Garlic Remedies for 7 Common Health Concerns

Garlic can help treat a host of conditions. Try some of the garlic remedies here as a natural alternative to harsh medicines.

| November 2012

Garlic The Mighty Bulb By Liza Gardner Walsh

“Garlic: The Mighty Bulb” contains instructions on how to grow garlic, 50 delicious recipes and garlic cures for common health problems. This comprehensive guide takes you into the world of garlic and presents its astonishing versatility.

Cover Courtesy Firefly Books

Harness the healing properties of this powerful plant in Garlic: The Mighty Bulb (Firefly Books, 2012). Author Natasha Edwards shares her expert knowledge on all things garlic with this comprehensive guide. Learn how to separate fact from fiction about garlic’s medicinal claims, and try some garlic remedies for common illnesses in this excerpt taken from the section “Health and Remedies.”

You can purchase this book from the Mother Earth Living store: Garlic: The Mighty Bulb.

Written records of the last few centuries contain numerous references to garlic’s use as a natural medicine, but which of these still hold value to us today? Let’s have a look at the evidence for garlic’s main medicinal claims, from historical traditions to current scientific research.

Garlic is a veritable pharmacopeia. That’s why garlic has been found in every medical book of every culture ever.” —Dr Herbert Pierson, former director of the National Cancer Institute’s “Designer Foods” program

Bites and Stings

Many references in traditional medicine suggest garlic’s use as a first-aid remedy against assaults from bug bites and stings. Modern science has taught us that although garlic can be of some limited use in stopping the spread of stings or venom, this is not its trump card. Thankfully, we now have access to correct anti-venoms for serious bites and stings so I strongly recommend seeking them out rather than using garlic! We also know that pain or irritation from minor bites from mosquitoes, for example, is due to inflammation, so garlic has limited use once bites and stings have occurred. As an antidote, garlic may be used as a last resort remedy to help slow the spread of stings from bees or wasps or venom from snakes or scorpions, but in the latter cases the correct anti-venom should be sought.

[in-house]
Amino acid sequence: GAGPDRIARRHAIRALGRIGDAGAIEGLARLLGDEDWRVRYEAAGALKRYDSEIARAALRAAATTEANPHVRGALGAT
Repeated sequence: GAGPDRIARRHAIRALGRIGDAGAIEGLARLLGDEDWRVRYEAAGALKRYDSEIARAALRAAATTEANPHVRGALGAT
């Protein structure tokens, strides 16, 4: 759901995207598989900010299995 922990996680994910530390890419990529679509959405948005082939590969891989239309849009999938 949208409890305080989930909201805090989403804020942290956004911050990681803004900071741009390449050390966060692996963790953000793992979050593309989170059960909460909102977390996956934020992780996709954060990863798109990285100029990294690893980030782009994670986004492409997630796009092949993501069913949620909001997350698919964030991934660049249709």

Garlic works better as a deterrent rather than as an antidote for most bites and stings. Regular consumption of garlic is an effective repellent to mosquitoes and gnats: a small amount of sulfur released in the perspiration after eating garlic prevents insects from biting. Alternatively, a solution of garlic and water or garlic crushed into petroleum jelly and applied to the skin is helpful in warding off all types of insects. Indian women add garlic to the oil they rub on their hair to keep head lice away. Rubbing garlic into your children’s hair before school may create worse problems than lice, but for pets it can be an ideal way to keep their coat free from fleas, ticks and lice. Combining garlic with your pet’s food is another way to repel such parasites.

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